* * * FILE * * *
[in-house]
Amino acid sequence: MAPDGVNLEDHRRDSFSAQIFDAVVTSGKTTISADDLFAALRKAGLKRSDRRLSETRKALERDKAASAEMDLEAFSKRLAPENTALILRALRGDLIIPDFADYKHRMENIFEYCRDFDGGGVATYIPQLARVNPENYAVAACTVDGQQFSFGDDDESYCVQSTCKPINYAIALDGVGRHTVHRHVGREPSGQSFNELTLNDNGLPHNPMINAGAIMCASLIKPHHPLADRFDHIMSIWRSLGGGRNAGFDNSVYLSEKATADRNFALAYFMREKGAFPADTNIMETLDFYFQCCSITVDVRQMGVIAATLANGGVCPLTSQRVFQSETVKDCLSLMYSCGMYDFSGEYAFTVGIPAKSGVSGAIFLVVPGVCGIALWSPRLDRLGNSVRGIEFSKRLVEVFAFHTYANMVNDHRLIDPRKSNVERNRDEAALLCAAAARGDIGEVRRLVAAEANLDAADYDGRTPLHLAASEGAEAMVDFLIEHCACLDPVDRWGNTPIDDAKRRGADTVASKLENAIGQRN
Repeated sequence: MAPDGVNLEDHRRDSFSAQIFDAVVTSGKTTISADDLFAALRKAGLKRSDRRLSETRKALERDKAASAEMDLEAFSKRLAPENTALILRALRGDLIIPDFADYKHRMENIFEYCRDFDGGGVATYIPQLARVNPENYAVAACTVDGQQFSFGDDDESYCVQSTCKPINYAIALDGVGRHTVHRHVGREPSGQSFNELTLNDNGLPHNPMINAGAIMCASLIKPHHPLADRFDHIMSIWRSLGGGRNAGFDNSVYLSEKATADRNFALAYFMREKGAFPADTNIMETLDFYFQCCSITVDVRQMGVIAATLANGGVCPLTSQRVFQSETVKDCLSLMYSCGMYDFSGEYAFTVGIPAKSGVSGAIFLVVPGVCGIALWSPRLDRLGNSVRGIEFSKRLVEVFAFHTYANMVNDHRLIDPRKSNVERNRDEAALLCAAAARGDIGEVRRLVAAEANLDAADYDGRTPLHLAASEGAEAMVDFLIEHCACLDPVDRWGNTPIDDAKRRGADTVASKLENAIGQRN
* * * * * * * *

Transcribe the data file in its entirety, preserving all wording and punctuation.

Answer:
[in-house]
Amino acid sequence: MAPDGVNLEDHRRDSFSAQIFDAVVTSGKTTISADDLFAALRKAGLKRSDRRLSETRKALERDKAASAEMDLEAFSKRLAPENTALILRALRGDLIIPDFADYKHRMENIFEYCRDFDGGGVATYIPQLARVNPENYAVAACTVDGQQFSFGDDDESYCVQSTCKPINYAIALDGVGRHTVHRHVGREPSGQSFNELTLNDNGLPHNPMINAGAIMCASLIKPHHPLADRFDHIMSIWRSLGGGRNAGFDNSVYLSEKATADRNFALAYFMREKGAFPADTNIMETLDFYFQCCSITVDVRQMGVIAATLANGGVCPLTSQRVFQSETVKDCLSLMYSCGMYDFSGEYAFTVGIPAKSGVSGAIFLVVPGVCGIALWSPRLDRLGNSVRGIEFSKRLVEVFAFHTYANMVNDHRLIDPRKSNVERNRDEAALLCAAAARGDIGEVRRLVAAEANLDAADYDGRTPLHLAASEGAEAMVDFLIEHCACLDPVDRWGNTPIDDAKRRGADTVASKLENAIGQRN
Repeated sequence: MAPDGVNLEDHRRDSFSAQIFDAVVTSGKTTISADDLFAALRKAGLKRSDRRLSETRKALERDKAASAEMDLEAFSKRLAPENTALILRALRGDLIIPDFADYKHRMENIFEYCRDFDGGGVATYIPQLARVNPENYAVAACTVDGQQFSFGDDDESYCVQSTCKPINYAIALDGVGRHTVHRHVGREPSGQSFNELTLNDNGLPHNPMINAGAIMCASLIKPHHPLADRFDHIMSIWRSLGGGRNAGFDNSVYLSEKATADRNFALAYFMREKGAFPADTNIMETLDFYFQCCSITVDVRQMGVIAATLANGGVCPLTSQRVFQSETVKDCLSLMYSCGMYDFSGEYAFTVGIPAKSGVSGAIFLVVPGVCGIALWSPRLDRLGNSVRGIEFSKRLVEVFAFHTYANMVNDHRLIDPRKSNVERNRDEAALLCAAAARGDIGEVRRLVAAEANLDAADYDGRTPLHLAASEGAEAMVDFLIEHCACLDPVDRWGNTPIDDAKRRGADTVASKLENAIGQRN